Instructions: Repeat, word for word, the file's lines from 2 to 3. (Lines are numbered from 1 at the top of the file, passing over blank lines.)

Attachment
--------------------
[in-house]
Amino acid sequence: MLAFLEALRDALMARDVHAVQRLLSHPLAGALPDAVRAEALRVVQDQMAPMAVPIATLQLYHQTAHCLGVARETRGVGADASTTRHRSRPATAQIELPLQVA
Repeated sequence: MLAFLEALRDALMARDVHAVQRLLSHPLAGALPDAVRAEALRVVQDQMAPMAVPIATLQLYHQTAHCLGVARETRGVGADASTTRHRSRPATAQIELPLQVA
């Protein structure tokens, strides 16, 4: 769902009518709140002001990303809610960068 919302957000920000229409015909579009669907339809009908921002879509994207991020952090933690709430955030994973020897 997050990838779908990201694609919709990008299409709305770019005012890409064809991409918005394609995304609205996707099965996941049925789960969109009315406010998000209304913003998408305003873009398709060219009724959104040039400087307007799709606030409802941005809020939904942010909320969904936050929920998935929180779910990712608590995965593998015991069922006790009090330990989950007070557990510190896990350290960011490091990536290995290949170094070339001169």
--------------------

Amino acid sequence: MLAFLEALRDALMARDVHAVQRLLSHPLAGALPDAVRAEALRVVQDQMAPMAVPIATLQLYHQTAHCLGVARETRGVGADASTTRHRSRPATAQIELPLQVA
Repeated sequence: MLAFLEALRDALMARDVHAVQRLLSHPLAGALPDAVRAEALRVVQDQMAPMAVPIATLQLYHQTAHCLGVARETRGVGADASTTRHRSRPATAQIELPLQVA